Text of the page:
Tag Archives: Nebraska

Long-Time Ethanol Board Administrator to Retire

Todd Sneller, Outgoing NEB Administrator
Sarah Thornton Caswell, Upcoming NEB Administrator

LINCOLN, Neb. – Todd Sneller, administrator of the Nebraska Ethanol Board, will retire Sept. 14 after more than 40 years of service with the state of Nebraska.

Sneller started his career in 1976 as a staff assistant with the Agriculture Products Industrial Utilization Committee, now the Nebraska Ethanol Board. He left for a brief period from 1978 to spring 1979 to work as a business development consultant for the Nebraska Department of Economic Development. In May 1979, the Nebraska Ethanol Board recruited him to serve as their administrator, a role he has held ever since.

“It has been my privilege to work with a host of forward-looking policymakers at the state and national level during my career,” Sneller said. “I’ve had the opportunity to work with top business leaders during the process of developing a new economic sector in the state.”

Starting his administrator career when the U.S. faced the third serious oil supply shortage of the 1970s, Sneller engaged in advancing ethanol from a concept to a partial replacement of fossil fuels. The U.S. gasoline supply now contains more than 10 percent ethanol and Nebraska ranks No. 2 nationally in ethanol production. The state has 25 plants with an annual production capacity of 2.5 billion gallons of ethanol.

“Nebraska’s ethanol industry generates more than $5 billion annually,” Sneller said. “That economic impact in concert with the corn, livestock and bio-products sectors plays a significant role in the economy of Nebraska and in agriculture specifically. Perhaps most importantly, ethanol plants greatly contribute to the economic health of the Nebraska counties where they reside.”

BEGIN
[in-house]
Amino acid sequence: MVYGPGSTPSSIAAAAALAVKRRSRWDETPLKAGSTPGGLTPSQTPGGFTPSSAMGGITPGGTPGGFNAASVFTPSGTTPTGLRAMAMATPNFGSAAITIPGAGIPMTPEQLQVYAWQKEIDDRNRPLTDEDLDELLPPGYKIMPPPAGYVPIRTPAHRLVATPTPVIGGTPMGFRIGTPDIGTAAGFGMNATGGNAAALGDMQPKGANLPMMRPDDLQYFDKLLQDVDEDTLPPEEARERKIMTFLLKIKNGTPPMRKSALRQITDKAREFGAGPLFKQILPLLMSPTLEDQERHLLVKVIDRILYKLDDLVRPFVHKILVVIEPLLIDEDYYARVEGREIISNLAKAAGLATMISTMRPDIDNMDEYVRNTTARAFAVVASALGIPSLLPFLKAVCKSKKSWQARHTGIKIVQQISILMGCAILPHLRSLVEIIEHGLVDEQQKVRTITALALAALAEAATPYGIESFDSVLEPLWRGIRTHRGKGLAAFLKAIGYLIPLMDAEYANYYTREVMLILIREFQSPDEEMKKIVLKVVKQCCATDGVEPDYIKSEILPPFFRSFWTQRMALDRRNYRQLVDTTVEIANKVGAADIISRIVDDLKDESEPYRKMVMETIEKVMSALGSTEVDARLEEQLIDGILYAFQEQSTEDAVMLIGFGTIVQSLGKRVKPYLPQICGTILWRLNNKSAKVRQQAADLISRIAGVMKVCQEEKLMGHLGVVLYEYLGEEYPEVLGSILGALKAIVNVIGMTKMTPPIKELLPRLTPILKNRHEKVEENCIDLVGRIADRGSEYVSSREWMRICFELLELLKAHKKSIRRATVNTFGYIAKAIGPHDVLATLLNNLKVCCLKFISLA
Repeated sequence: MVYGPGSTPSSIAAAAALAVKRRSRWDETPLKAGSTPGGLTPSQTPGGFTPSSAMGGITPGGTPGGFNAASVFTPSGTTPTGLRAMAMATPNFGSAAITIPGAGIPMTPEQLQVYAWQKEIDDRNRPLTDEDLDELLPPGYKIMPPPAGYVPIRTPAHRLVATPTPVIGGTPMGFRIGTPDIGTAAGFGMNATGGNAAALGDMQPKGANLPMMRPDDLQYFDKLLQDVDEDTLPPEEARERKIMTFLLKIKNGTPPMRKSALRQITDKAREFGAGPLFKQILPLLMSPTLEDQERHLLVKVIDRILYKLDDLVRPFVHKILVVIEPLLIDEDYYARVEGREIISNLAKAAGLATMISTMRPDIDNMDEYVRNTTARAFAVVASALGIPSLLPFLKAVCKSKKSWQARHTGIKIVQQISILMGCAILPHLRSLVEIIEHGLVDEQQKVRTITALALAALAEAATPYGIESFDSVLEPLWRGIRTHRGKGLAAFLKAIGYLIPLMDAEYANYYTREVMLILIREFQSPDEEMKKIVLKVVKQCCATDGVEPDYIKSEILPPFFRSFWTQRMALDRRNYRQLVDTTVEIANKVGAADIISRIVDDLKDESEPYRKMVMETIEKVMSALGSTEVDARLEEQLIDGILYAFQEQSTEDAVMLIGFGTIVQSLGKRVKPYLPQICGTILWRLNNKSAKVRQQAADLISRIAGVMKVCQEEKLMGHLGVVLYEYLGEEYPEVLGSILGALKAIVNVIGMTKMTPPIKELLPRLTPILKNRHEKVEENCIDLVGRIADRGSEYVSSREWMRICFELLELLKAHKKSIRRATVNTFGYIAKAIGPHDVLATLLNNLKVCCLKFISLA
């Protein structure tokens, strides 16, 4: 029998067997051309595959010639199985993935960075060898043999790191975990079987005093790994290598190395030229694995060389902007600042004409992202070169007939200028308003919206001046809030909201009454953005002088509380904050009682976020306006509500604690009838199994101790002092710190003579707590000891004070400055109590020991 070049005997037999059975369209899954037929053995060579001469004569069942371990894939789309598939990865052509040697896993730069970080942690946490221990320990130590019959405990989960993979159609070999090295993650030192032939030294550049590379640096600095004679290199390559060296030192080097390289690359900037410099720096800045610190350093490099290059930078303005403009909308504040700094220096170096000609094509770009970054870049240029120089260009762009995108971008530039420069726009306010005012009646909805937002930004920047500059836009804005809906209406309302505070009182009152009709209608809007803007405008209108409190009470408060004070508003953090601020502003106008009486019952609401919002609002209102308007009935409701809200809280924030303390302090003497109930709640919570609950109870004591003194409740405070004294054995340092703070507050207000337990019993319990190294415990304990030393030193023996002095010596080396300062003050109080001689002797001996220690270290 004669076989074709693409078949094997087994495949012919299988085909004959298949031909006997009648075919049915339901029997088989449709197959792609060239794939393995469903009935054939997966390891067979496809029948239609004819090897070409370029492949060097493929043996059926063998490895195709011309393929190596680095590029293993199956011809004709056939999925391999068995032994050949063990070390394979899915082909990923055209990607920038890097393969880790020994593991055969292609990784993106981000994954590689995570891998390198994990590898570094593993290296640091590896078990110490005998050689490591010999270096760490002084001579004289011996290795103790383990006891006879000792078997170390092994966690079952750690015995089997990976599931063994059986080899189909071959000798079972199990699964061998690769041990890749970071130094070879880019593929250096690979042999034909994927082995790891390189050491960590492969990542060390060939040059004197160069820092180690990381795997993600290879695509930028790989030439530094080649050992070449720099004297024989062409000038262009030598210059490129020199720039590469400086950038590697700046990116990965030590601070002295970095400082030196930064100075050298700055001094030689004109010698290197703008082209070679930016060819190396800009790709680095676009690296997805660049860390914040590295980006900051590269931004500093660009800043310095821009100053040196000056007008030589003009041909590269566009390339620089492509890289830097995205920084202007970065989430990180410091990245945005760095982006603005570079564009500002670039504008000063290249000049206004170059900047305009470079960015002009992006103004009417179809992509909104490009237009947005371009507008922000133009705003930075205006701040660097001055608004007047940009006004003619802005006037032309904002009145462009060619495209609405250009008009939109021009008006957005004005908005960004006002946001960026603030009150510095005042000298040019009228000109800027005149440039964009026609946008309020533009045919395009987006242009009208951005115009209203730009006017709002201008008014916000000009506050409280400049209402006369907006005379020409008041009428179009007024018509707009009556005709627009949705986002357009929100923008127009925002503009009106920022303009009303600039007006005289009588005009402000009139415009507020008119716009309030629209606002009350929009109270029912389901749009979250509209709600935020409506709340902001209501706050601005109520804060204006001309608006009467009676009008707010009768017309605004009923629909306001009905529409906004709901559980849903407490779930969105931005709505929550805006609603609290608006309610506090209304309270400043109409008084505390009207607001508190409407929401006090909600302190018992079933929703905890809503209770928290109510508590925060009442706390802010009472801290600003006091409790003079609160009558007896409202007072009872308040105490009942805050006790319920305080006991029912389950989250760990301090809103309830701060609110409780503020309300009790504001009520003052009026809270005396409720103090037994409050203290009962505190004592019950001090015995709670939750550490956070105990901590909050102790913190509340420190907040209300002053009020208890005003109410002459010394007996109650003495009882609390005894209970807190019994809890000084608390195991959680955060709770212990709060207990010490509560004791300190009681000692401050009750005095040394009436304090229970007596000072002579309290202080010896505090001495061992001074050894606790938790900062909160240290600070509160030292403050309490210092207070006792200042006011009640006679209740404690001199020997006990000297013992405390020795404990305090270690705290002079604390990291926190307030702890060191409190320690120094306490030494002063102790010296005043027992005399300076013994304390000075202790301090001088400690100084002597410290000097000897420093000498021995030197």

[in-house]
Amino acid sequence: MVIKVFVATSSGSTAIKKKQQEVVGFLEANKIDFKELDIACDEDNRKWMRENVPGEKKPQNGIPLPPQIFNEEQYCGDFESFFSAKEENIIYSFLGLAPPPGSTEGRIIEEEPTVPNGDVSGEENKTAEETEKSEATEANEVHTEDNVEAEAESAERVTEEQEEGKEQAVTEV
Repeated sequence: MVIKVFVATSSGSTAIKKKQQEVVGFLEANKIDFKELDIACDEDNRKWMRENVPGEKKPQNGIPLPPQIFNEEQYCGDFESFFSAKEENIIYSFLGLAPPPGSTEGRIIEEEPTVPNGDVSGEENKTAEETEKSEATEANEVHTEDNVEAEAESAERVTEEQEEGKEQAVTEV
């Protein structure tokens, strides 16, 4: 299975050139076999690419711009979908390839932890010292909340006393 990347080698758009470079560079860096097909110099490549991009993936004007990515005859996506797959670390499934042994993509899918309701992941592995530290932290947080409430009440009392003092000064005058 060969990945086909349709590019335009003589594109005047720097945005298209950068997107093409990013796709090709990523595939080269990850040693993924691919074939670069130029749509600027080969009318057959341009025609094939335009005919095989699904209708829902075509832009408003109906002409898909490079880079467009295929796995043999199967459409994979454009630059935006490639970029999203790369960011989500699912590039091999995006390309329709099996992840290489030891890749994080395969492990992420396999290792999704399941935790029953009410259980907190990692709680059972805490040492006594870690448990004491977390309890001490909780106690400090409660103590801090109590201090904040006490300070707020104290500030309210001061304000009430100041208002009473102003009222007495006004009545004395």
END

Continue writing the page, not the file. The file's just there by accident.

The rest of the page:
The Nebraska Ethanol Board selected Sarah Thornton Caswell of Omaha as the next administrator. Caswell has extensive experience in the bio-industry sector and recently served as vice president of Government and Regulatory Affairs for Edeniq, a technology firm serving the biofuels industry. Caswell earned her juris doctor from American University’s Washington College of Law in Washington, D.C., and is a member of the Illinois Bar. She will assume the role of board administrator Sept. 17.

“Todd’s contributions to ethanol development extend beyond Nebraska, but his dedicated efforts in the state have helped create a new economic sector,” said Jan tenBensel, Nebraska Ethanol Board chairman. “We are pleased to have Sarah Caswell take the reins as the Board continues to advance into bio-products created from the ethanol platform.”

Established in 1971, the Ethanol Board assists ethanol producers with programs and strategies for marketing ethanol and related co-products. The Board supports organizations and policies that advocate the increased use of ethanol fuels – and administers public information, education and ethanol research projects. The Board also assists companies and organizations in the development of ethanol production facilities in Nebraska. For more information, please visit www.ethanol.nebraska.gov.

American Ethanol License Plate Frames Available

Ethanol enthusiasts have the opportunity to display their pride on their vehicle with a specialty license plate frame highlighting the importance of ethanol in Nebraska’s agriculture industry.

The Nebraska Ethanol Board is giving away 250 license plate frames through Feb. 29. Please limit requests to no more than five frames per household.License_Plate_Frame_

If you’re interested in a license plate frame, contact Megan Grimes at 402-471-2941 or by email at megan.grimes@nebraska.gov.